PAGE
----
Where Were You?

September 11th, 2001.

Where were you?

I was home alone – in my childhood home in Western Maryland – which was a quiet, secluded property several miles from town, no neighbors within shouting distance.

The sun was shining, the air was a bit brisk… It was autumn in the mountains.

My mother and I were in the final stages of packing up the house in preparation for our cross-country move to Albuquerque.  Everything was chaos – there were boxes everywhere, representing at the very least, the first 18 years of my life that I’d lived in that house.  There was no TV, no radio, and I was accustomed to the quiet of the country.

My sweet Westie, Blanca, was my only companion that morning.

When the phone rang, mid-morning sometime, I assumed it was my mom checking in on me, or reminding me of something else I needed to be doing other than reading Harry Potter.

It was indeed my mother… And I remember her saying, in a slightly shaky voice, “We’ve been attacked.”

At first, I didn’t believe the attacks could be as bad as she was describing.  She was describing a nightmare that couldn’t possibly be real.  She told me to turn on the portable radio and listen to any news station I could find with a signal.

I hung up the phone in a daze, and took the small, battery operated radio outside to the front porch.  I think I brought Blanca outside with me too.

I sat on the top step, turned the volume up, and pressed the speaker to my ear.  The voices were fuzzy, but I listened to the recount of the planes hitting the towers.

When I’d heard everything I could retain, I turned the radio off and sat there, stunned.  My eyes roamed around my childhood home – the yard, the gardens, the trees, the barn in the distance, and the surrounding fields… Everything looked the same.  But everything had changed.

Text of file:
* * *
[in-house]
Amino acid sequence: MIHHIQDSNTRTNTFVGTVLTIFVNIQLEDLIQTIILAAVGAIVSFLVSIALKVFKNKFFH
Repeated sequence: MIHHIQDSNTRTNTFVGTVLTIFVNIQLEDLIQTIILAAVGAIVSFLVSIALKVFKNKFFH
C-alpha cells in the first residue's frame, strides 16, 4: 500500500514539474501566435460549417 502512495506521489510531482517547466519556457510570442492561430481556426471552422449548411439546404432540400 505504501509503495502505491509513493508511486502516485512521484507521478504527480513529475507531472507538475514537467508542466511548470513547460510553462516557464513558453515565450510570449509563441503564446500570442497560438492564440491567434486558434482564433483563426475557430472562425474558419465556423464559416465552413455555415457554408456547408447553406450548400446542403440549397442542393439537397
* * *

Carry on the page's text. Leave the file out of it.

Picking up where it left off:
The silence of the country, which had always been benign, now felt heavy – almost insidious.  We had been attacked.  The Twin Towers.  The Pentagon.  A field in Pennsylvania.

I lived in the middle of many adjoining fields… Was I safe?  Was anyone safe?

Where were you?

Sometime later – it was impossible to know how much time I’d been sitting outside in silence with my dog – the phone rang again.  This time it was my friend, Kristen.  She was calling to check in on me, and I just remember her saying, “What do you think of everything that’s happening today?”

Fifteen years later, some of the in-between details have faded from my memory… But I remember the silence.  The shock.  I remember reeling from the sheer magnitude of the events, feeling sorrow for the innocent souls lost, and fear for people I knew in New York.  Fear for people everywhere.

What did it all mean?  What was going to happen next?

My mom came home later that afternoon, and informed me that we were going to my Godparent’s house for dinner, comradery, and to watch the President’s live speech.  I was relived.  Everything was always better around my Godparents.

As we were getting ready to leave, we heard another vehicle coming down the driveway – it was my father.

My parents had been separated since January of 2000, and the August that followed their separation brought his brain tumor diagnosis.  There was a brief period when he was able to live independently in a cabin his parents owned, not far from where I grew up.

I’m not proud of this, but at that stage in my life – at 18 years old – I was very angry with my father.  I was angry at him for leaving my mother (twice), angry at him for getting cancer, and SO angry at him for deciding to place his care in the hands of his other family members, instead of with us.

Anyway.  I digress.

I remember my dad getting out of his car and walking over to greet us – he asked if we had plans for dinner.  My mom informed him that we were heading to my Godparent’s house… I can’t recall if either of them mentioned the terrorist attacks.

What I do remember, is my father’s expression.  He had large, round eyes – like I do – only his were as blue as the afternoon sky on a clear day.  There was sadness in his eyes, even as he smiled at me.

As I revisit this memory now, I realize that he was silently expressing his desire for company on that tragic, frightening day.

He didn’t want to be alone.

Instead of extending him an invitation to join us, we said ‘goodbye’ and drove away.

I hope he found somewhere else to be that evening… I hope he went to another door that invited him inside.

I know it doesn’t matter now – but I ache for my father in those moments, and I pray that in his afterlife he has no memories of ever being alone, anywhere.

I also pray for our nation, and all nations who stand united in peace.

September 11th, 2001.

Where were you?

U.S. Air Force photo credit: Denise Gould

Tribute in Light

2 thoughts on “Where Were You?

  1. Mama

    Not my finest hour…

    • Molly

      Nor mine. 🙁

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